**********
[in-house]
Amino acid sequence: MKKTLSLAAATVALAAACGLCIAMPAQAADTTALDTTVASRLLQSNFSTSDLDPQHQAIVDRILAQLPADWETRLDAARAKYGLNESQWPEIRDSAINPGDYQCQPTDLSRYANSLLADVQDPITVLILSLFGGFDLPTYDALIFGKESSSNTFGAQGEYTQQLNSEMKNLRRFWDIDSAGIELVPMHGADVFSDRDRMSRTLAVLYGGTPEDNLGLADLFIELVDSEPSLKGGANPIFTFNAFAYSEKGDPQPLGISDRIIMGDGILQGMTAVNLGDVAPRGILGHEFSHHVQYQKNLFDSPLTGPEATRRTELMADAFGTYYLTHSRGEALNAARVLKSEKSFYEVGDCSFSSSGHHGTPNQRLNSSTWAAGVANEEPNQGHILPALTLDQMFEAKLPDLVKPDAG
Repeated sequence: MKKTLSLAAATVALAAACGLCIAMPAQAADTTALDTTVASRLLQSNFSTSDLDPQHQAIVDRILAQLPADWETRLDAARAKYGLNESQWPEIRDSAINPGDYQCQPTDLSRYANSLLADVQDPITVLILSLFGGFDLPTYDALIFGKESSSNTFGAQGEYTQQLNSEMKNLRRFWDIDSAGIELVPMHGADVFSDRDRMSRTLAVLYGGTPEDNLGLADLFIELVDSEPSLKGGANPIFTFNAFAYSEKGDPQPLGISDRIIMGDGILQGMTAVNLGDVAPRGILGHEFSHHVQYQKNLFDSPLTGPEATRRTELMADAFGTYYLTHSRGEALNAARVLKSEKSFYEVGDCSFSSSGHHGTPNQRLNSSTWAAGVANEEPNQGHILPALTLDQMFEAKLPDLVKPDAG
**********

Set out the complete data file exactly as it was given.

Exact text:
[in-house]
Amino acid sequence: MKKTLSLAAATVALAAACGLCIAMPAQAADTTALDTTVASRLLQSNFSTSDLDPQHQAIVDRILAQLPADWETRLDAARAKYGLNESQWPEIRDSAINPGDYQCQPTDLSRYANSLLADVQDPITVLILSLFGGFDLPTYDALIFGKESSSNTFGAQGEYTQQLNSEMKNLRRFWDIDSAGIELVPMHGADVFSDRDRMSRTLAVLYGGTPEDNLGLADLFIELVDSEPSLKGGANPIFTFNAFAYSEKGDPQPLGISDRIIMGDGILQGMTAVNLGDVAPRGILGHEFSHHVQYQKNLFDSPLTGPEATRRTELMADAFGTYYLTHSRGEALNAARVLKSEKSFYEVGDCSFSSSGHHGTPNQRLNSSTWAAGVANEEPNQGHILPALTLDQMFEAKLPDLVKPDAG
Repeated sequence: MKKTLSLAAATVALAAACGLCIAMPAQAADTTALDTTVASRLLQSNFSTSDLDPQHQAIVDRILAQLPADWETRLDAARAKYGLNESQWPEIRDSAINPGDYQCQPTDLSRYANSLLADVQDPITVLILSLFGGFDLPTYDALIFGKESSSNTFGAQGEYTQQLNSEMKNLRRFWDIDSAGIELVPMHGADVFSDRDRMSRTLAVLYGGTPEDNLGLADLFIELVDSEPSLKGGANPIFTFNAFAYSEKGDPQPLGISDRIIMGDGILQGMTAVNLGDVAPRGILGHEFSHHVQYQKNLFDSPLTGPEATRRTELMADAFGTYYLTHSRGEALNAARVLKSEKSFYEVGDCSFSSSGHHGTPNQRLNSSTWAAGVANEEPNQGHILPALTLDQMFEAKLPDLVKPDAG